Schoolzone blog: Time to stop the rot

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15 Oct 2014

 

As we have reported in our primary schools research many times over the past few years, the position of science in the primary curriculum has been dramatically eroded since the scrapping of science SATs in 2009. Some might say that that it has only been demoted to the level of the foundation subjects (or maybe now we should say the other foundation subjects), so why the fuss? But fuss there should be, since science is absolutely vital to our economy. Already, the number of physics graduates is low and the number of girls taking science A-levels continues to be a challenge, despite many initiatives to combat this.

Where are girls most likely to find a positive female scientific role model? In primary schools of course, where staffing is hugely dominated by women, but with only 5% of primary teachers having science-related qualifications, according to CaSE. So if there is no SAT pressure, very little expertise and no government incentive, what is there to motivate primary schools to do more?

CaSE would like to see Ofsted putting a particular pressure on schools to do more for science - both its teaching: "it's a core subject and should be treated as such" and in careers advice: "three quarters of the schools they visited were not implementing their duty effectively". This is from their new Election 2015 – Policy Briefings which aims to support parties in developing (education and other) policies for forthcoming manifestos - echoing the Schoolzone Blog's previous calls for something to vote for.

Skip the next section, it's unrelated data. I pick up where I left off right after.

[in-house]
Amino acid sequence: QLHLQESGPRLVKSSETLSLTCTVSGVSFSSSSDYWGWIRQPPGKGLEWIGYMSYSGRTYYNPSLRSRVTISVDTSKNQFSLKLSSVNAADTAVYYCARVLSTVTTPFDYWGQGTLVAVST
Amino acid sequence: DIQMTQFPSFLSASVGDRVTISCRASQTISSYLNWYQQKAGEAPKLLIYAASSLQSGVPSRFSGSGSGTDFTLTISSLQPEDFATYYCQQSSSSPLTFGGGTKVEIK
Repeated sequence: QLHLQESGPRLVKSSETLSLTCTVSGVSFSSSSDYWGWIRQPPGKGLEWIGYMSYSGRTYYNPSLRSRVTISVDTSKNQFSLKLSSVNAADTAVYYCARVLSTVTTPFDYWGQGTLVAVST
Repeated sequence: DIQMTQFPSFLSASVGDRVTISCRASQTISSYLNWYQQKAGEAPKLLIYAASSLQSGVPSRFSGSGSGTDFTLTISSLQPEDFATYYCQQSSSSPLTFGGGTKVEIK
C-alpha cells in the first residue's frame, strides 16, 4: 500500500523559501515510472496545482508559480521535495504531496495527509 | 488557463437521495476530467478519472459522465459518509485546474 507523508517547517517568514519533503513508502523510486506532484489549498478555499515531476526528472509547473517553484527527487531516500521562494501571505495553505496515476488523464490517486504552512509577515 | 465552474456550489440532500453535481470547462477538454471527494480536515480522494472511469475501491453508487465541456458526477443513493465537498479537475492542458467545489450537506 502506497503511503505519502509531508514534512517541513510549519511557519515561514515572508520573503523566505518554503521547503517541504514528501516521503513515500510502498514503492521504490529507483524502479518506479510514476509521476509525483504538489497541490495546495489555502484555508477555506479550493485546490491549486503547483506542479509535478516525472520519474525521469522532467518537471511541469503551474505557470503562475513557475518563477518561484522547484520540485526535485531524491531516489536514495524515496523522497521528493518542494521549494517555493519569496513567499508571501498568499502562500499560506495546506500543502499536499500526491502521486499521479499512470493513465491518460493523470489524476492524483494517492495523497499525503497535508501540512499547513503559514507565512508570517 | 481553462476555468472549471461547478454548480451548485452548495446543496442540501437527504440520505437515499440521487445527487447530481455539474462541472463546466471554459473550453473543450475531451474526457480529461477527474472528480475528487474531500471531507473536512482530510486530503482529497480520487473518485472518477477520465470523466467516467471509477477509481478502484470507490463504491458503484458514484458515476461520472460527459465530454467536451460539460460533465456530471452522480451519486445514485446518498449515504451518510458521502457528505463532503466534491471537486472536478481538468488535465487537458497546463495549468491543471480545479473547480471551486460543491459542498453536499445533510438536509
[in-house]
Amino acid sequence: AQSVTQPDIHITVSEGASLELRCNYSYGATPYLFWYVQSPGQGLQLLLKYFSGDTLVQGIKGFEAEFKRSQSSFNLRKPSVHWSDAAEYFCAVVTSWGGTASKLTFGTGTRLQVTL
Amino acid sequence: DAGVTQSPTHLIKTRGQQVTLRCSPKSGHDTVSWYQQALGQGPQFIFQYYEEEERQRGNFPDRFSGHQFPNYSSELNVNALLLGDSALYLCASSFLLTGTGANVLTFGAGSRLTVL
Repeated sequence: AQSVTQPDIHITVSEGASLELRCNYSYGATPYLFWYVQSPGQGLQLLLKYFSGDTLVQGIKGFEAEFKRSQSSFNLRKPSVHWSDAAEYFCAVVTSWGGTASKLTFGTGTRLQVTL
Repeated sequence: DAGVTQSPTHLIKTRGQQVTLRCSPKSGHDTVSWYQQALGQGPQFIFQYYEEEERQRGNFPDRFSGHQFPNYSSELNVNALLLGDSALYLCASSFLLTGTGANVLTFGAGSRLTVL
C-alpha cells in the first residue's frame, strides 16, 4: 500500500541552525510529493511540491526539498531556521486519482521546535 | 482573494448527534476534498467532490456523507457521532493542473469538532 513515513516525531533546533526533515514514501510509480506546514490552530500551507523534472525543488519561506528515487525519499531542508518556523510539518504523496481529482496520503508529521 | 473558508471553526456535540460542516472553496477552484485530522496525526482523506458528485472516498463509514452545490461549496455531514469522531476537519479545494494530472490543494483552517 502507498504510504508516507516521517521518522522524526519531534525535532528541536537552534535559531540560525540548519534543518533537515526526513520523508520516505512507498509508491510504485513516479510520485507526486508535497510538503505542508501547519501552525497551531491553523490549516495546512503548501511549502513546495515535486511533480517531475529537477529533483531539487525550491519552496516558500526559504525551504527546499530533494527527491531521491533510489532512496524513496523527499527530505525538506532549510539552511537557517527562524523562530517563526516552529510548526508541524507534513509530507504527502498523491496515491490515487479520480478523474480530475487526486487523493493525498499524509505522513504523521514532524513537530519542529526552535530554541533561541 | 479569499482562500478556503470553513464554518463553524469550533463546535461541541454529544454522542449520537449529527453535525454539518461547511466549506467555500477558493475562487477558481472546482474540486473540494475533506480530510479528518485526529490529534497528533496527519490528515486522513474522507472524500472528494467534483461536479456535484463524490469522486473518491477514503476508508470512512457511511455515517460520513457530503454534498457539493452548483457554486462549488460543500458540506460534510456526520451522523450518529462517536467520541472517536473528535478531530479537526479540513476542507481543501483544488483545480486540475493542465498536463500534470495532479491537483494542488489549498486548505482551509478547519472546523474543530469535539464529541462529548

CaSE also call for all primary schools to appoint a science subject leader, who receives regular update training, plus £2 million a year for science CPD: desperately needed money.

At secondary level, CaSE point out that in 2013/14 there was a deficit of over 1000 teachers in STEM subjects compared to recruitment targets. That's one in three schools lacking a STEM teacher. They also point out that the continuous system change is demoralising and draws teachers' energies away from teaching.

For years, governments have underlined the need to support science, in order to strengthen the economy, but each new one tries something different, and talks a lot (of rot, largely) about what should be done.

"The total government spend on science, engineering and technology (SET) across all departments dropped by a billion pounds in real terms from £12.7bn to £11.7bn between 2009 and 2012 to its lowest point since 2001" according to CaSE.

Unless investment in science in the UK keeps pace with that elsewhere in the world, the UK could lose its competitive edge in science and innovation, with consequential impacts on the economy” Lord Krebs, Science and Technology Select Committee, quoted by CaSE

According to the IOP, physics alone contributes £220 billion to the UK economy. So imagine a country where we have too few scientists to maintain this, inadequate research funding and the UK having withdrawn from the EU so that we can't take researchers and funding from that vital source. It's not a pretty picture.

 

 

 

 

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